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Wednesday, April 11, 2012

Artists and Health Issues

There has been a disturbing pattern emerging the longer I work a creative job, one I'm especially beginning to appreciate now that I'm in my second week of physical therapy for 'repetitive shoulder stress' and an 'unstable shoulder joint'.  This occurrence after a year of ignoring shoulder aches and soreness was quite the wake up call for me.  The ability to use my arm is my livelihood and being incapacitated in any major fashion could be disastrous!  Luckily, my issue is only a moderate one which physical therapy is helping, but there is a bigger picture at work here.

Thinking back on things, I have gained about 15 pounds since I started working long hours at the computer and art desk.  I've had stretches of mental and physical fatigue caused by overworking, tight deadlines, and just being downright lonely.  Sometimes I'm so passionate and excited about my job, I just keep working and working without taking any breaks. Other times, I just can't get motivated. There is no inspiration, and worse, I start to lose hope that this job is not worth the mental and physical pain it causes me.

I can't help but feel much of the downturn in my overall health has come from a decrease in physical activity and social interaction.  I feel loads better this year now that I have made a concerted effort to change a few bad habits.  These are some of the things I've done that have helped to improve my health lately:

- Taking regular breaks. It's so incredibly easy to just keep working and working in a job that you are so passionate about!  I learned the hard way if you don't get up at least once an hour from the computer or art desk, you're really doing damage to your neck, back, and shoulders.  Nowadays, I have to get up or damage my joint more.  I take a moment each hour to go and talk to whoever might be home, take a small walk around the yard, or to do a few Yoga stretches.  I find the Tree the Warrior, and the Cobra poses to be particularly helpful for my sore back and neck pains (and are pretty easy to do).

- Taking regular walks.  I don't have a lot of time to run to the gym, so mainly I just take 30 minutes out of the morning and evening to go on walks.  There's a gorgeous country road right near our house which I can walk on for this amount of time and never hit the end.  A plus side is the healthy population of hawks, squirrels, blue birds, owls, and wildlife that dart around me while I walk. It's soothing for me to get away from the technology and meditate while I walk to the sound of nature.

- Visiting a gallery and being social.  Internet friends keep me sane, but getting out of the house once a week to visit the local gallery helps me to meet other real living, breathing people who I can talk to, who are generally just as interested in art as I am.  After long hours working alone, it sometimes feels like my life is passing me by while I'm toiling away trying to make a living at an unappreciated, underpaid job.  A coating of stoic disapproval starts to settle on me and I have to shake it off by getting OUT, or risk getting really demotivated for my work.  I've started attending local art organization meetings recently as well, which has been great for meeting other artists trying to make a business out of their artistic identity (we are not alone in our insanity!).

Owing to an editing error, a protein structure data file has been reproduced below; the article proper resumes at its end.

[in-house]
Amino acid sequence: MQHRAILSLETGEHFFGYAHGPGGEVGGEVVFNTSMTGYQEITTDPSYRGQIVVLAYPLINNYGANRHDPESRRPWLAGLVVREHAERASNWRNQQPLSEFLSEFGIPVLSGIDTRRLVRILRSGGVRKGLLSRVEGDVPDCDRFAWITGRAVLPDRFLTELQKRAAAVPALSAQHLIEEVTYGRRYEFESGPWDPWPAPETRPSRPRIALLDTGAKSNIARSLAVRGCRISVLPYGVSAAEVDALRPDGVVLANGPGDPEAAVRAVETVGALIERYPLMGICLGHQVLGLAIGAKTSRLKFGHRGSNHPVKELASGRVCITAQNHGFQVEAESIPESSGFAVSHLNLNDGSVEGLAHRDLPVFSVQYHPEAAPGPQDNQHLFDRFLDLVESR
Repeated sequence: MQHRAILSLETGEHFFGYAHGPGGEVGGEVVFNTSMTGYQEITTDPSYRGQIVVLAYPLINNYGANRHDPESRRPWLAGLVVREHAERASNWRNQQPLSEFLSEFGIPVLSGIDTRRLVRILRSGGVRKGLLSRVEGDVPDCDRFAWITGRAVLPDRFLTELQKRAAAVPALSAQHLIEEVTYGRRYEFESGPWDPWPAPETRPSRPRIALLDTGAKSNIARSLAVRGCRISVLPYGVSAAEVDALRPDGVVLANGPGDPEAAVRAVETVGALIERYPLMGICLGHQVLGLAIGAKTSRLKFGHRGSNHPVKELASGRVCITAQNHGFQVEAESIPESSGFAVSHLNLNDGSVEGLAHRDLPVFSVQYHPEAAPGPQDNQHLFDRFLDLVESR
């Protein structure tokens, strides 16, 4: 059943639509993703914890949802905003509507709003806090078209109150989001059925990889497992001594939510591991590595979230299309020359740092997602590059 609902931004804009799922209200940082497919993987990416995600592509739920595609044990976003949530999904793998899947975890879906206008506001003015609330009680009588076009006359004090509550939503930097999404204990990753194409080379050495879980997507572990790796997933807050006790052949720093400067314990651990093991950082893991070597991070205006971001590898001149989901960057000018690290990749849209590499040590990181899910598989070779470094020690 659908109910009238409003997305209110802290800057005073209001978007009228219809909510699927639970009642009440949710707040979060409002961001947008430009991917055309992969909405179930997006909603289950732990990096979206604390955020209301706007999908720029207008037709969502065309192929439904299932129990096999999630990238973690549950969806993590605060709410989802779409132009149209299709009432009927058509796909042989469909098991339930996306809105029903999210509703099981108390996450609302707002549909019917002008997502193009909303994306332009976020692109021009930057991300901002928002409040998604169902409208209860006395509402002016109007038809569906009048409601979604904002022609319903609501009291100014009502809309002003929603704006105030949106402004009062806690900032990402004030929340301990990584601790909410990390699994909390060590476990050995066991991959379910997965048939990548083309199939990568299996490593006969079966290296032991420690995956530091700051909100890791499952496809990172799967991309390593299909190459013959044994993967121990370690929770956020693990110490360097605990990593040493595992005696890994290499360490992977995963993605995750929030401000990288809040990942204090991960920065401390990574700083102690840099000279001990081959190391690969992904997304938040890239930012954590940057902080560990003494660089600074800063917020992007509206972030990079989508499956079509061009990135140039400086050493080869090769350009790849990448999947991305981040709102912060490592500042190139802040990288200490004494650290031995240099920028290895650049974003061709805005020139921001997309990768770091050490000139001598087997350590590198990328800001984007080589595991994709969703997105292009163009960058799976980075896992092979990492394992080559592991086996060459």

It's also been nice gathering a group of friends on Skype once a month for a 'drink and draw' event.  There's just something nice about being able to listen to people I don't see often and draw random stuff.  Using Skype also leaves your hands free so you can talk instead of type to chat!  Great for actually getting art done at the same time.  This has been especially nice when I can't afford to go to the local drink and draw because it takes gas and parking fees and, you know, finding a way to drive back later once I've sobered up.  Drinking in the comfort of one's own home is (theoretically) safer.

- Working in a studio vs. working at home. Today was the first day of working at a small rental studio instead of at our house and I can already feel the productivity juices flowing! (Pics and video to come soon!)  The space is a modest $200 a month ($100 since I'm sharing with my mom).  Being there instead of at home has allowed me to focus solely on creative thought and the projects I have to work on, whereas at home, I am always compelled to clean the house (considering my workspace is my bedroom and office AND studio, it's very easy to fall into chaos).  I also get distracted by what other family members are doing, or am around negative influences that don't provide the encouraging and positive attitude I need to maintain my level of productivity.

Another perk of the studio is that I can talk to the other artists there and not feel like a hermit.  I can also talk to any customers that wander in and peddle my wares directly, which helps to put a face on my work, and theoretically encourages them to buy.  I plan to add classes at the gallery to my repertoire of skills and activities as well, which will give me valuable practice at conveying ideas to others.

So I hope that this has been helpful to anyone who might be reading this and has found that the work-at-home freelancing artist is not near as glamorous as you expected it to be.  Good luck to you, and remember to take regular breaks!  I wonder what kind of health issues related to your creative work you all have dealt with and how you have dealt with them?  Please share in comments!
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